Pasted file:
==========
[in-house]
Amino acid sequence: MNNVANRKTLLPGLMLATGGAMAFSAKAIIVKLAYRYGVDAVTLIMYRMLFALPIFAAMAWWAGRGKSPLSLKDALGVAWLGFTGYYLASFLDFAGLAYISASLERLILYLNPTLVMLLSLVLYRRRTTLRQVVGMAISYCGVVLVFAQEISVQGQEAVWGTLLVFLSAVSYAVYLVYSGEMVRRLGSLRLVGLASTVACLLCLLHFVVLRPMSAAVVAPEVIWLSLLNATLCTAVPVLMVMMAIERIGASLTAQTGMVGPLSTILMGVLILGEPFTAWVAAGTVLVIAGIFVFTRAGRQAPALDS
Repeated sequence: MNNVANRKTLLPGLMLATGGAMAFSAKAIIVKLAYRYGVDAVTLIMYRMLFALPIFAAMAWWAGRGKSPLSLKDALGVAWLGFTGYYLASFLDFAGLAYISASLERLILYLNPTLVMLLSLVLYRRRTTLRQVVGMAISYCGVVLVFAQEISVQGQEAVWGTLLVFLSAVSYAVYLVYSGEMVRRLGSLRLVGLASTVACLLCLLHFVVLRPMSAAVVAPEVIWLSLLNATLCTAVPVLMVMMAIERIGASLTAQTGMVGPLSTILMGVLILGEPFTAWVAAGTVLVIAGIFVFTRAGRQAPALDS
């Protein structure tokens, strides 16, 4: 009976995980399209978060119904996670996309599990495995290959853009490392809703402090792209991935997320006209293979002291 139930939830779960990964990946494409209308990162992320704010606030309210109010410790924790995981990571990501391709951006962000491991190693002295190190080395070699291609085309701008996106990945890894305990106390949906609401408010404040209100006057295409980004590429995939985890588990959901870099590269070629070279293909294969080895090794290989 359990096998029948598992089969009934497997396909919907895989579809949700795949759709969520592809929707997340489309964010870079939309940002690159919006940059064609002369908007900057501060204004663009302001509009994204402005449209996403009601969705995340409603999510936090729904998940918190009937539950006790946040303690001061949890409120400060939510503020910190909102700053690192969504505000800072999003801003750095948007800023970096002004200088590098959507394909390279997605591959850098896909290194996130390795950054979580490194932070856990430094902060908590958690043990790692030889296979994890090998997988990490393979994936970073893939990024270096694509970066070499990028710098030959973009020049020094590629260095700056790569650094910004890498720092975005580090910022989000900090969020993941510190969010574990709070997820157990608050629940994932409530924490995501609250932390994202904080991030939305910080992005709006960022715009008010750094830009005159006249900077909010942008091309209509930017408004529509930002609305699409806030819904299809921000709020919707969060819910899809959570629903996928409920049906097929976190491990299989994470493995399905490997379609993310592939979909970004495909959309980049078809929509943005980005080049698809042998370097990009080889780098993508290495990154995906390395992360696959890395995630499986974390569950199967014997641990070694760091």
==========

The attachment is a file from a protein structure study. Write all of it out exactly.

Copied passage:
[in-house]
Amino acid sequence: MNNVANRKTLLPGLMLATGGAMAFSAKAIIVKLAYRYGVDAVTLIMYRMLFALPIFAAMAWWAGRGKSPLSLKDALGVAWLGFTGYYLASFLDFAGLAYISASLERLILYLNPTLVMLLSLVLYRRRTTLRQVVGMAISYCGVVLVFAQEISVQGQEAVWGTLLVFLSAVSYAVYLVYSGEMVRRLGSLRLVGLASTVACLLCLLHFVVLRPMSAAVVAPEVIWLSLLNATLCTAVPVLMVMMAIERIGASLTAQTGMVGPLSTILMGVLILGEPFTAWVAAGTVLVIAGIFVFTRAGRQAPALDS
Repeated sequence: MNNVANRKTLLPGLMLATGGAMAFSAKAIIVKLAYRYGVDAVTLIMYRMLFALPIFAAMAWWAGRGKSPLSLKDALGVAWLGFTGYYLASFLDFAGLAYISASLERLILYLNPTLVMLLSLVLYRRRTTLRQVVGMAISYCGVVLVFAQEISVQGQEAVWGTLLVFLSAVSYAVYLVYSGEMVRRLGSLRLVGLASTVACLLCLLHFVVLRPMSAAVVAPEVIWLSLLNATLCTAVPVLMVMMAIERIGASLTAQTGMVGPLSTILMGVLILGEPFTAWVAAGTVLVIAGIFVFTRAGRQAPALDS
């Protein structure tokens, strides 16, 4: 009976995980399209978060119904996670996309599990495995290959853009490392809703402090792209991935997320006209293979002291 139930939830779960990964990946494409209308990162992320704010606030309210109010410790924790995981990571990501391709951006962000491991190693002295190190080395070699291609085309701008996106990945890894305990106390949906609401408010404040209100006057295409980004590429995939985890588990959901870099590269070629070279293909294969080895090794290989 359990096998029948598992089969009934497997396909919907895989579809949700795949759709969520592809929707997340489309964010870079939309940002690159919006940059064609002369908007900057501060204004663009302001509009994204402005449209996403009601969705995340409603999510936090729904998940918190009937539950006790946040303690001061949890409120400060939510503020910190909102700053690192969504505000800072999003801003750095948007800023970096002004200088590098959507394909390279997605591959850098896909290194996130390795950054979580490194932070856990430094902060908590958690043990790692030889296979994890090998997988990490393979994936970073893939990024270096694509970066070499990028710098030959973009020049020094590629260095700056790569650094910004890498720092975005580090910022989000900090969020993941510190969010574990709070997820157990608050629940994932409530924490995501609250932390994202904080991030939305910080992005709006960022715009008010750094830009005159006249900077909010942008091309209509930017408004529509930002609305699409806030819904299809921000709020919707969060819910899809959570629903996928409920049906097929976190491990299989994470493995399905490997379609993310592939979909970004495909959309980049078809929509943005980005080049698809042998370097990009080889780098993508290495990154995906390395992360696959890395995630499986974390569950199967014997641990070694760091």